I read the second volume of Prophet, which continues to amp up the Dune-type insanity. I’m really loving how crazy this book is. Can’t wait to see where it all ends up.
How to Train Your Dragon 2: There are some bits near the end that I wasn’t enamored of, but overall, this is a pretty good sequel to the surprisingly good How to Train Your Dragon. I like the cast of characters and the setting created. The animation is quite good. And they do a fantastic job of giving the dragons, particularly Toothless, a great deal of personality. These are the kinds of fantasy films I’d have gone absolutely mad for as a lad (and still dig as an old man). And the comic relief doesn’t suck.
The Innocents: A well shot and creepy horror film that adds little to the genre, The Innocents is perfectly watchable. If you’re in the mood for something like The Haunting, this is a good option. The performances are good and the mood is thick. The story is a bit blah, but what do you expect. Ghost stories, especially haunted house stories, all pretty much play out the same way.
Bluebeard: If it wasn’t for the totally exploitative use of hunting footage, where we’re shown real animals of various types really getting shot and killed, I would be singing this film’s praises. Excepting that, it’s campy fun of the highest order. Richard Burton is so far over the top you have to wonder if he even knew there was a top. The women are pretty, the clothes are optional, and the comedy is weirdly good. Again, if it wasn’t for the real animal killing footage, I think I’d have run right out and bought a copy.
On Friday afternoon, I read the new humorous book, Fun with Kirk and Spock, a parody of the old Dick and Jane books. It's very cute and funny. I love me some classic Trek.
The Golden Goose: Not one of the better German folk tale adaptations I’ve seen, this one is more annoying than good. There are some good bits, and it teaches (as fairy tales do) some valuable lessons. But the songs kind of suck, and the constant laughing gets creepy quick.
Elena and Her Men: I’ve liked several Jean Renoir films, and I love Ingrid Bergman. But this movie never got my attention. I didn’t connect. I suppose it’s cute, and there are some good scenes. However, I never became invested in the characters or the story. And honestly, I didn’t really like Bergman in it.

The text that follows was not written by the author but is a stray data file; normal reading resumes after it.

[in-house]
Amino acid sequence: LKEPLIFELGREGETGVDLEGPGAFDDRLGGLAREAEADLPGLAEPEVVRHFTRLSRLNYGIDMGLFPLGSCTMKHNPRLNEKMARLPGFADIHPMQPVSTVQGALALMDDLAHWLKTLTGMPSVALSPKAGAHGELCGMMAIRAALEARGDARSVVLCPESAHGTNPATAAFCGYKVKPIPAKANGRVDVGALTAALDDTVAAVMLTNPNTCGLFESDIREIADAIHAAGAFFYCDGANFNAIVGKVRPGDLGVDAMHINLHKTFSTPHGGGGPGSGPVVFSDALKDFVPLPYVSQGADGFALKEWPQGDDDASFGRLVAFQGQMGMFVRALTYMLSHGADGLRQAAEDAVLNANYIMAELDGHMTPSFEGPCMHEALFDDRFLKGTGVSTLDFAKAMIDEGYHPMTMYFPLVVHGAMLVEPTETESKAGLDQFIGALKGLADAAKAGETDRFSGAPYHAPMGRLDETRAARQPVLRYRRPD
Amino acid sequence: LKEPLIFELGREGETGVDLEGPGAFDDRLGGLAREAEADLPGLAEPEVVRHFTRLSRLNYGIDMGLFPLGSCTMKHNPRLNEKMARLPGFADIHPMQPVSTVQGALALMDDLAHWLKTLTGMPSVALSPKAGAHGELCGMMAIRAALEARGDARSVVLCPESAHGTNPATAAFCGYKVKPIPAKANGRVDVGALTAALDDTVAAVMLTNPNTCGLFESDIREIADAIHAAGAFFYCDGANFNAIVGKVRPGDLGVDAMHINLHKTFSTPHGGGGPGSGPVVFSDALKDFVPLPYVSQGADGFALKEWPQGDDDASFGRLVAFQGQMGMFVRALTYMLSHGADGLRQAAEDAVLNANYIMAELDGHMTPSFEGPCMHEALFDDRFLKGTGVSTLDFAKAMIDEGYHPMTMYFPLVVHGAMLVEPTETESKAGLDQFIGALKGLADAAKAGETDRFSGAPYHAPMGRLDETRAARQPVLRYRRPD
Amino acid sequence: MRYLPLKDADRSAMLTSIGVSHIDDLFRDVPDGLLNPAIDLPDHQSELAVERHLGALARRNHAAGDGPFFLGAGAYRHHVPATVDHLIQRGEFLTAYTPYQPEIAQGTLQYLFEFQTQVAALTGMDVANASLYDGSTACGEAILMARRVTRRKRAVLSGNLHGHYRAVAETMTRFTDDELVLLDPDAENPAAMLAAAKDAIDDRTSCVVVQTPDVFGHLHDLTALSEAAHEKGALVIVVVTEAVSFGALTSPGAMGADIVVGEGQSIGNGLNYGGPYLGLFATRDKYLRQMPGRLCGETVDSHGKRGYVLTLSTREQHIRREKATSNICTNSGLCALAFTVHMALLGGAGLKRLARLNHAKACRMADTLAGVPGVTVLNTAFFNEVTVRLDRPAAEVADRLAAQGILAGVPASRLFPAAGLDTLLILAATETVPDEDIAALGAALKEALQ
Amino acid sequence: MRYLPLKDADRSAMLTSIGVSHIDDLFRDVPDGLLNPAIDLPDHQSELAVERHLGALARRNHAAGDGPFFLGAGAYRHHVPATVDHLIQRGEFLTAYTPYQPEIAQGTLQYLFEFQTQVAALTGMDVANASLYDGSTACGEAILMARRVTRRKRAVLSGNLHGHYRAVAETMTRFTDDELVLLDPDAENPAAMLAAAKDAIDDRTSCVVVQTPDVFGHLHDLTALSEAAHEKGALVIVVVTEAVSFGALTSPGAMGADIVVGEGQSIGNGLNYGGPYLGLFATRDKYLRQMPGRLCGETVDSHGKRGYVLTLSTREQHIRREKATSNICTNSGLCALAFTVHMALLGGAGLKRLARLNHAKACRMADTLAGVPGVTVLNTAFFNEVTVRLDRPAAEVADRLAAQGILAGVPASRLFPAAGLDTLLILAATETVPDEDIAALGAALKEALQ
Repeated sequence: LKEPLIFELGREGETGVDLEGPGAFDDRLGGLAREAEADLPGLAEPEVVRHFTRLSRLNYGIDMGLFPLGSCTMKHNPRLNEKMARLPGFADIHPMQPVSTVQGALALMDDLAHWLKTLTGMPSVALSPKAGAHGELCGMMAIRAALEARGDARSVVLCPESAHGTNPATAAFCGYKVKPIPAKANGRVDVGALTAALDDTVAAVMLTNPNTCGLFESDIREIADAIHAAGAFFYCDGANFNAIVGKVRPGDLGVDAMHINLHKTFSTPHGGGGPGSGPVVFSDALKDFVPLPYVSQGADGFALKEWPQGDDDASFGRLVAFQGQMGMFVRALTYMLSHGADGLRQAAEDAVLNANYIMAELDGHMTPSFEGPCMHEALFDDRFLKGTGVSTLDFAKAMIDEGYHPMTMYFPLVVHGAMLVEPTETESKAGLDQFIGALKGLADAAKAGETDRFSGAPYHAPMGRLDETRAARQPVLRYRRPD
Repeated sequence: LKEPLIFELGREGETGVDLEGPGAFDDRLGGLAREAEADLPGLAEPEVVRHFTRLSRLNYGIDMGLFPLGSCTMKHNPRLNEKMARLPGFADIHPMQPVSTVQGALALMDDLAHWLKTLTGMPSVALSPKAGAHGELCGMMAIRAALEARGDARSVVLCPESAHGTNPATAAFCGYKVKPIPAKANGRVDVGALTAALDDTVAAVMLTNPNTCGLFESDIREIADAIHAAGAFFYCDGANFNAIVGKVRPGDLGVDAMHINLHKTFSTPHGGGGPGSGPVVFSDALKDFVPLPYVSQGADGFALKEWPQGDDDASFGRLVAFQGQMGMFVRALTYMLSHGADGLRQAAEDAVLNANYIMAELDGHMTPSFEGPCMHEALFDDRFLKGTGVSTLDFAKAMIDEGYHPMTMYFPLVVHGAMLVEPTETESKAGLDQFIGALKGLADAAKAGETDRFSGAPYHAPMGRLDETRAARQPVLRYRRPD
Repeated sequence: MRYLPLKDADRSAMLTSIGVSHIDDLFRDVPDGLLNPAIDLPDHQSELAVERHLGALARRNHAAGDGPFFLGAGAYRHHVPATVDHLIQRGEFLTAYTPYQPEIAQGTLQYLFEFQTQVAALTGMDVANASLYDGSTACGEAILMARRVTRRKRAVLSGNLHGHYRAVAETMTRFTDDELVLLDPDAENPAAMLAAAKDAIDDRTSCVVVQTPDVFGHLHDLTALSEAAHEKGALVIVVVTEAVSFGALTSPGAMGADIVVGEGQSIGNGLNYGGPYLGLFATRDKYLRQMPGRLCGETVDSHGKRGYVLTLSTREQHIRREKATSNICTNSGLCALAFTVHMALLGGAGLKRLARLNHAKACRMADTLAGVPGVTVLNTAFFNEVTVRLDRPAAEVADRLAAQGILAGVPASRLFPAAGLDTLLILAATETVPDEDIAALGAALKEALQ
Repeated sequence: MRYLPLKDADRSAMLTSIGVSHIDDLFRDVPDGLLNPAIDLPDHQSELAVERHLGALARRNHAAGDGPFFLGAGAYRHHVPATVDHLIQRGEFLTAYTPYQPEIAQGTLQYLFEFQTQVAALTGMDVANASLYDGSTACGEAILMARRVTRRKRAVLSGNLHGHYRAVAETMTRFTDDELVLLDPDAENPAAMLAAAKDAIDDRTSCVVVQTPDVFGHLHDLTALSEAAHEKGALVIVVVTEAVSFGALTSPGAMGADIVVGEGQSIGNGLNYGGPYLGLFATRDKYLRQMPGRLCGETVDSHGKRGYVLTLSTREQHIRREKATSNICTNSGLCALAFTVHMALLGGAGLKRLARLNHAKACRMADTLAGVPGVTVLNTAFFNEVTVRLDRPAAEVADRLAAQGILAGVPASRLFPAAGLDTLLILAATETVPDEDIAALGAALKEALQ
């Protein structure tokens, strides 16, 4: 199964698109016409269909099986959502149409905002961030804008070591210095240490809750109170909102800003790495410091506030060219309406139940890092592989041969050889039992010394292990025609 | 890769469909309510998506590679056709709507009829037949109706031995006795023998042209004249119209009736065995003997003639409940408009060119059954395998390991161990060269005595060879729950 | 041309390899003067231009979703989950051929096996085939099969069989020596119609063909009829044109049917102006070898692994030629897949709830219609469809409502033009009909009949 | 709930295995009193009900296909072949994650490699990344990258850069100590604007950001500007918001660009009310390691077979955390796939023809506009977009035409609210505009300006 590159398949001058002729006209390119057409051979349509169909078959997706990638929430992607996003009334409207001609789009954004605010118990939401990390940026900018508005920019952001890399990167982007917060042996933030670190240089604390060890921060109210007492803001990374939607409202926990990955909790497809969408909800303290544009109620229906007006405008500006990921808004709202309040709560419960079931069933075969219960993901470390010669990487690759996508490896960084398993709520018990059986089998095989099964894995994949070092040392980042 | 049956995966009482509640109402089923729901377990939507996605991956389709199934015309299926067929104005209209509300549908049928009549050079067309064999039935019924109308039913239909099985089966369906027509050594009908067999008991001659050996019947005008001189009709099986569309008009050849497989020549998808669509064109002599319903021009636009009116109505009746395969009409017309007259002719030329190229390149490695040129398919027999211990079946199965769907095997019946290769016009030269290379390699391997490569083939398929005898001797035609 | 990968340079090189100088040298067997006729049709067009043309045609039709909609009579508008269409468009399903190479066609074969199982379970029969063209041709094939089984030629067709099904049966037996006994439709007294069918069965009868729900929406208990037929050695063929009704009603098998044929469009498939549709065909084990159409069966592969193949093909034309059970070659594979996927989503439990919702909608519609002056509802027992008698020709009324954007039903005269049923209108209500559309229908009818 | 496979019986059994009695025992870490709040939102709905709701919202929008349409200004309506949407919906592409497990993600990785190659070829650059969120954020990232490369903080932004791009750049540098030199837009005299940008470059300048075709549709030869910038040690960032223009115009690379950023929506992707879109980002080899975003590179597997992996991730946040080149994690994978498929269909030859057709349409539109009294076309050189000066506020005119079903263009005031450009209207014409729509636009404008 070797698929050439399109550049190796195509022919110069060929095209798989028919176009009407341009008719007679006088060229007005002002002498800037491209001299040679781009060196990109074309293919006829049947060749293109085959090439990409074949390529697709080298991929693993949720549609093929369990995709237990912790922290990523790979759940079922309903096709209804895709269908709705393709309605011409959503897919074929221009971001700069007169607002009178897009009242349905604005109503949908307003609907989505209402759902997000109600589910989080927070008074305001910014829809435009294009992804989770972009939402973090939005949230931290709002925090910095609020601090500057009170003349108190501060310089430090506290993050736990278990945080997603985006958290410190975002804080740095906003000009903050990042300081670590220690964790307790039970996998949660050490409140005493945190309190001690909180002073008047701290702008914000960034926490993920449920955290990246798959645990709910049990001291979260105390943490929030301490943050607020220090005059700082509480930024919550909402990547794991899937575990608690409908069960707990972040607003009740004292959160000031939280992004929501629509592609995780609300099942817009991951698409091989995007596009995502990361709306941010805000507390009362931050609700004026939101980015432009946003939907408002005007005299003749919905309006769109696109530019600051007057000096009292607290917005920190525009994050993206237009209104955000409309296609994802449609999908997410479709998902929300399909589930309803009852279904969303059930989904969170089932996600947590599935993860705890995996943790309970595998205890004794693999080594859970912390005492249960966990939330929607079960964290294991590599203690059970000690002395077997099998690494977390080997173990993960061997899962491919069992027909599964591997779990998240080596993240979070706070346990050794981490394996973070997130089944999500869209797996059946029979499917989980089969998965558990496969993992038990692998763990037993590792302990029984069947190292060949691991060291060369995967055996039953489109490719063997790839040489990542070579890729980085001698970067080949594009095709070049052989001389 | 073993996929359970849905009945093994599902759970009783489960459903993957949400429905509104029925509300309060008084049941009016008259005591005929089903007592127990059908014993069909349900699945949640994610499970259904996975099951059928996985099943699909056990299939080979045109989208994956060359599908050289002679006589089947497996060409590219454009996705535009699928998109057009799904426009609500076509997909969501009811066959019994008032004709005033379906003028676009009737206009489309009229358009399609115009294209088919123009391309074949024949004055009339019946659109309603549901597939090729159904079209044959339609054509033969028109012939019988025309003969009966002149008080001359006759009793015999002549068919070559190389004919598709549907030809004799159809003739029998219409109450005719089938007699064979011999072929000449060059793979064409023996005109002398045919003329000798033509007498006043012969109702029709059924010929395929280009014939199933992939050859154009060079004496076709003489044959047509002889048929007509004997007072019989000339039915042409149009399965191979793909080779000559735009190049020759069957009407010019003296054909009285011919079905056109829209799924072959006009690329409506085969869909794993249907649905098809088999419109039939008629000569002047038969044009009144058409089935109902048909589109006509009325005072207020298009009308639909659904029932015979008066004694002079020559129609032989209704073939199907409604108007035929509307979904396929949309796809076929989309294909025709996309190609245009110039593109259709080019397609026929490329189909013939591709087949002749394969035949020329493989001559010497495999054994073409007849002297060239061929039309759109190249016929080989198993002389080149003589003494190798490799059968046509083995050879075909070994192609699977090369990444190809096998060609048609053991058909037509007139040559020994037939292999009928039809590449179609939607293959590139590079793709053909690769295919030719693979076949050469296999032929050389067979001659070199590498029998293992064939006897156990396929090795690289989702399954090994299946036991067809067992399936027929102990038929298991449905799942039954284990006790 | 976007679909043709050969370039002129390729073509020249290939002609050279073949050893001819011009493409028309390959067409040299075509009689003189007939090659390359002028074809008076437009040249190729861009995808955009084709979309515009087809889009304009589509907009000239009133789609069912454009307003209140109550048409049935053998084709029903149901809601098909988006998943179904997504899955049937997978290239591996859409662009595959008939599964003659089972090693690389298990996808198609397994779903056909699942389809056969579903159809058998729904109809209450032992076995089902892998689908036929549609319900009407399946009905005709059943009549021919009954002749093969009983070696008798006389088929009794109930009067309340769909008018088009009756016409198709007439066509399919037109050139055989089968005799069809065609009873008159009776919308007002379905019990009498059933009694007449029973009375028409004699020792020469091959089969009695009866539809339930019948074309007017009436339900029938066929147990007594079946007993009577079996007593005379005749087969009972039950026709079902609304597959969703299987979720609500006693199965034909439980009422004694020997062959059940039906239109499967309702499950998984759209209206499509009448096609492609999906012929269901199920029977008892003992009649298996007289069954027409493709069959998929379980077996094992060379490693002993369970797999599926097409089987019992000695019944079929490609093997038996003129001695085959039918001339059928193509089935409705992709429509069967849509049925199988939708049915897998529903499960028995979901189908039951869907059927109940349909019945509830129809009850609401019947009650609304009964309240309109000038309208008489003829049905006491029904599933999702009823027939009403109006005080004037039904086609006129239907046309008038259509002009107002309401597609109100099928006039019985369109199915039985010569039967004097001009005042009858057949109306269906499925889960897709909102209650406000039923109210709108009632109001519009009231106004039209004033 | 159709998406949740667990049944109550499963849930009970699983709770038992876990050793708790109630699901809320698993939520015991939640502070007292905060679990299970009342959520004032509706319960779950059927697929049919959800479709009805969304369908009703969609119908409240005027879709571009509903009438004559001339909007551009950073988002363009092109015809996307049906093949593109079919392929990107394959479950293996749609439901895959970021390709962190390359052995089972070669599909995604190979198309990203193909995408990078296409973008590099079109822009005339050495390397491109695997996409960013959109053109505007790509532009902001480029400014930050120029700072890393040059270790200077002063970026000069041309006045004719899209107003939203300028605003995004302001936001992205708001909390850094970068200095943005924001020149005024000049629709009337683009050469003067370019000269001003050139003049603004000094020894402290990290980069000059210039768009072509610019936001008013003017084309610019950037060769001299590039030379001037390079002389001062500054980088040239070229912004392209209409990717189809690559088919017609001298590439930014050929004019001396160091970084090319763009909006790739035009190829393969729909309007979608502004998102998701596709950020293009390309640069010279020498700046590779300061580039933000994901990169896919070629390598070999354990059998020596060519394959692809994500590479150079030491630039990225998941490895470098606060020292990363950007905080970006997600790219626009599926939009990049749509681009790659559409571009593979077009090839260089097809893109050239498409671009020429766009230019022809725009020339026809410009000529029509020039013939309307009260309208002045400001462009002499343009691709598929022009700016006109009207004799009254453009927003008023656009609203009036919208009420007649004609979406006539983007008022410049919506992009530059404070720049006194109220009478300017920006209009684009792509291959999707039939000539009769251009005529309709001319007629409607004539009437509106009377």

Demetrius and the Gladiators: Possibly more ham-fisted than The Robe, and sadly lacking in Richard Burton, this OK sequel does feature a good performance from William Marshall and some gladiator fighting. Not much else, sadly.
Co-Dork Brad is at the San Diego Comic Con, sending reports back. So far, the two most interesting tidbits to come out of the con are about the Godzilla sequel that’s going to feature Mothra, Rodan, and my favorite all time kaiju, King Ghidorah, and that there are plans to do a Skull Island film. My hope is that this is a return adventure to the birthplace of King Kong, and not some kind of prequel or reboot. There’s no reason the story shouldn’t be a straight-up sequel to 2005’s Kong. And one of my complaints about that movie (which I love) was that they didn’t spend nearly enough time exploring the island and its history/mythology. Fingers crossed.
Godzilla Against Mechagodzilla: I like the story of the disgraced soldier who redeems herself through piloting Mechagodzilla. And this one has some pretty cool fighting. But anyone who’s survived trashy 80s sci-fi/horror films knows, you don’t use the body parts of killers when you make your killing machines. Don’t do it.
I didn’t finish it, as it’s kind of like reading the Bible (or worse, 1960s Marvel comics), but I’ve plowed through a good deal the first volume of Jack Katz’s First Kingdom. I like it a lot. There’s something magical about it, like golden age science fiction, classic myth, and some nameless something. Very cool.
Tuesday, July 15, 2014
A little Alternate History never hurt nobody. The first volume of East of West starts with an introduction to the world, a world where the States did not come back together after the Civil War, where things got mighty weird, mighty fast. Then it throws us into the fire. The Three Horsemen have risen…Wait, what? Oh, yeah. Death has started his solo career, and he’s got his own thing going. We’re introduced to various ideas, both of the alternate world, which has a generally Western vibe, and to the overall plot. It seems Conquest, Famine, and War are itching to bring it all down, but Death doesn’t want to play their game. There’s some kind of cult devoted to the Horsemen that infects the halls of power. And in what would have been California, in New Shanghai, someone waits for Death. Someone who might just change everything.
While steeped in the flavor of classic Westerns and Alternate History Science Fiction, there’s something operatic about this comic. By the time it gets rolling, the orgiastic violence and sweeping speechifying is something to behold. Death is a cool character, and I like his two companions Crow and Wolf are fun. But it’s when Xiaolian comes into her own that things get interesting. I think that’s the point where I started to really, really dig this series. Now, I can’t wait to find out what Death & Co. get up to, what kind of hell Xiaolian is going to dish out. And just what’s going on with all these conspiratorial cultists.